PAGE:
Recently, a new group formed to address something that I am very passionate about: the Recycling Task Force. Their charter is to address an issue that has challenged our industry for years and is only going to become even more important in the future. The task force is composed of volunteers from IAPD’s distributor, manufacturer, resin manufacturer and recycler members who are leading the way in tackling the challenges of recycling. They are looking at the issue from a supply chain perspective and thinking about what IAPD can do, collectively, to help all its members recapture materials and repurpose them, rather than sending them to a landfill.

The chemical structure of most of the materials that our industry manufactures and distributes are thermoplastics, which make them highly recyclable. One of the major challenges is the logistics in getting the unused scrap or end-of-life products from the end user back to the manufacturer where they can be reprocessed into a sellable form. Recycling is an issue that will affect all our businesses in the future as the pressure mounts for a suitable alternative to landfills. I am confident that as recycling becomes a viable and profitable business, we, as an industry can address the challenges. Already, many end-use markets are requesting and inquiring about recycled material. Consumer product companies are leading this charge because their customers are demanding it, but it’s only a matter of time before large consumers of performance plastics start seeing it as a selling point, too.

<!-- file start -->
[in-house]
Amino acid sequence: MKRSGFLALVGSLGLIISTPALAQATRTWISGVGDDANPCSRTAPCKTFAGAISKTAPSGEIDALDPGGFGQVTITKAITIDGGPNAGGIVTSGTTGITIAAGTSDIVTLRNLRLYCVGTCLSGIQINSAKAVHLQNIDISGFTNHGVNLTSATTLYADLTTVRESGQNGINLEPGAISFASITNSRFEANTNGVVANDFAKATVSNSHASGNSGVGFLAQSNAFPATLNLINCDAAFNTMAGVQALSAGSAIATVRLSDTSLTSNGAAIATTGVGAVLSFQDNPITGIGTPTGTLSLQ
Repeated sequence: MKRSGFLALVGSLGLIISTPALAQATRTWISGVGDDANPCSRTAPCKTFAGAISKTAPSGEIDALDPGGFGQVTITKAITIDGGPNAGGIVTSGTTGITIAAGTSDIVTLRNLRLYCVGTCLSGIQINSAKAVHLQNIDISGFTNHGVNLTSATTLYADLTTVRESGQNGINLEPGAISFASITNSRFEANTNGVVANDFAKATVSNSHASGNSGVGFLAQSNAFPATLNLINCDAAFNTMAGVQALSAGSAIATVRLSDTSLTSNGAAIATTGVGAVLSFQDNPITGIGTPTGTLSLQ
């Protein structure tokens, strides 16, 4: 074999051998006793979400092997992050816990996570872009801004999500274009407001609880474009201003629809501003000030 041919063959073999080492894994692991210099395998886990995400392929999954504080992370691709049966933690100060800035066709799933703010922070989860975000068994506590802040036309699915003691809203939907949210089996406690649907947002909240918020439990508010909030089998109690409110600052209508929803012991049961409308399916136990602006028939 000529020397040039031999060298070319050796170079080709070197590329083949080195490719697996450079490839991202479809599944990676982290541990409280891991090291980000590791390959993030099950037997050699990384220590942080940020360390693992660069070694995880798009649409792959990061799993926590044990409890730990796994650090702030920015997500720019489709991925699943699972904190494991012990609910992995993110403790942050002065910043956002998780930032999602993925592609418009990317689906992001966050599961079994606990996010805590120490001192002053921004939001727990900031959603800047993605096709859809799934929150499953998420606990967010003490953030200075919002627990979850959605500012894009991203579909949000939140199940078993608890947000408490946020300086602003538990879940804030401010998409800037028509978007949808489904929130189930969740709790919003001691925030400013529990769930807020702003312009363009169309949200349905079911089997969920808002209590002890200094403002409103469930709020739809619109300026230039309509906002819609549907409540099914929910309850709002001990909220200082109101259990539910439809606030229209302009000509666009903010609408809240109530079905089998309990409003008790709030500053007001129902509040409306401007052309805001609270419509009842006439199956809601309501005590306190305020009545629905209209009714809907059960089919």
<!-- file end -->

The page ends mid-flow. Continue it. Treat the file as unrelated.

Many companies are adopting Environmental, Social and Governance (ESG) criteria for their businesses. The criteria are a set of standards a company’s operations that socially conscience investors use to screen potential investments. Environmental criteria consider how a company performs as a steward of nature. ESG has become an important criterion for many investors. As this becomes more prevalent with publicly traded companies, there will be natural pull for these companies’ suppliers to offer environmentally friendly alternatives to existing materials. This should create the market demand to make recycled plastics acceptable thus creating opportunity for IAPD members who are engaging in these practices.

Looking ahead
The August/September issue of this magazine will be themed Women in Plastics and feature content by and about the women in the industry. I commend them for all they’ve done this past year with the virtual events and I look forward to seeing their contributions to this publication. I will also wrap up my thanks to the volunteers in the other committees who have done so much this past year to help all IAPD members and our mission.